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By Debra Donston-Miller
An enterprise software application can be a lot like a house. When it’s new, everything works well, but it’s not quite “home” yet. Over time, the owners customize, add new touches, and fix or replace items that become outdated or broken. At some point an application—like a house—can become so highly customized that it bears little resemblance to the original structure.
Pella knows a lot about houses. They design and manufacture made-to-order and custom windows, doors, blinds, shades, and services for almost every type of home or building. Since 1925, Pella has been engineering some of the most desired and innovative products and is known for providing quality service and delivering on customer satisfaction.
For a long time, Pella has lived in its PeopleSoft “house.” Through two decades of use, its PeopleSoft human resources and human capital management (HCM) platform became highly customized. It was time to make a change, says Teri Lancaster, Pella’s IT manager for customer experience and human resources.
Pella's journey to new systems began several years ago. “We needed to update the systems that supported the business because we were expanding rapidly and needed the infrastructure to support that growth,” Lancaster says. “After extensive searching, the Pella management team determined that we would move toward Oracle as our foundation. We then began the journey to integrate all of our systems so they could talk to each other and share data needed to drive the business.”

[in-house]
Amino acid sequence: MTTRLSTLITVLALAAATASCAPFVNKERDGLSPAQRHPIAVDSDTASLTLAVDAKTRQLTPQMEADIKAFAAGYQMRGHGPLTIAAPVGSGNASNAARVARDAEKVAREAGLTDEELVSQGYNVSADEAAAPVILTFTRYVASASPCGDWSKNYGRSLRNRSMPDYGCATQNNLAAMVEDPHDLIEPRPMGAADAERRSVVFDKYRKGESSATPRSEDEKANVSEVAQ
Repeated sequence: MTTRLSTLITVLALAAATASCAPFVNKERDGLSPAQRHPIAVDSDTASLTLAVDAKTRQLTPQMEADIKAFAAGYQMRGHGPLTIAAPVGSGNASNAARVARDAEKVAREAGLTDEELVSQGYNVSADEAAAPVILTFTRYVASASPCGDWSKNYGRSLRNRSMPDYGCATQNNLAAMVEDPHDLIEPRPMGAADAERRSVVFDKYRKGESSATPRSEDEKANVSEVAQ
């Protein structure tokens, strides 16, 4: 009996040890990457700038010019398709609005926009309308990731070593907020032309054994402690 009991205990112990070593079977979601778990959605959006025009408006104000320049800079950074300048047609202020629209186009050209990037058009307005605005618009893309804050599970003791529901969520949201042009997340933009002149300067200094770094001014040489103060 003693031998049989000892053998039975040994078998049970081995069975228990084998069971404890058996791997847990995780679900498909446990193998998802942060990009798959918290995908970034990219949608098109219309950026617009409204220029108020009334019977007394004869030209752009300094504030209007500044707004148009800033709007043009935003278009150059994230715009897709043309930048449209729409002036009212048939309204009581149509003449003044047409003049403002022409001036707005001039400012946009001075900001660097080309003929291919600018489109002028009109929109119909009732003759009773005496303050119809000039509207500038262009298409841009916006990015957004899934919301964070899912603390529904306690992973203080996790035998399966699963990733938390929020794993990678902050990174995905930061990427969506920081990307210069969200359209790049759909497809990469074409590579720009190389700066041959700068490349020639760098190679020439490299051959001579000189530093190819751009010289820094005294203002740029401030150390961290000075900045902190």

Pella Embraces Oracle's HCM Cloud Platform. (0:36)
One of Pella’s goals was to eliminate—as much as possible—the many customizations it had made to its PeopleSoft application. Those included programs that automate a factory hourly job bidding system; a paperless evaluation process; and custom security and responsibility setups based on the needs of various manufacturing and sales groups that also allowed integration with corporate sites of companies that Pella works with.
“In 2014, we looked at upgrading to PeopleSoft 9.2, which was brand new,” Lancaster says. “But we were already way behind on maintenance and patches, and we found a lot of gaps with 9.2 that we just couldn’t close on our own.”
Working with the business consultants on the Oracle Insight Team, Pella evaluated whether to move to a cloud-based suite. The items on the HR team’s enhancement list included improved usability, the ability to more effectively configure the way features are presented to users, and mobility.
Another driver for migrating to the cloud was establishing a “single system source of truth,” says Lance Traster, senior manager for deferred compensation and risk management at Pella.
“Even though we had used PeopleSoft for years, most of the rest of our organization were still in many different systems for talent management processes,” he says. “Our evaluation process for team members was still in Word docs. We wanted to start moving to application-based processes for talent management which primarily resided outside of the system.”
Pella turned to Oracle Human Capital Management Cloud, a platform that helps businesses manage the full employee lifecycle. Pella determined that Oracle HCM Cloud would help it achieve greater agility, as well as reduce complexity and costs.
Pella recently turned to Oracle HCM Cloud for greater agility, reduced complexity, and lower costs.
Photo courtesy of Pella Windows and Doors
Pella recently implemented the payroll and benefits modules of the application, and it’s working through several adjustments and other issues, Lancaster says. While it’s making good progress, “every week something comes up that we hadn’t anticipated,” she says.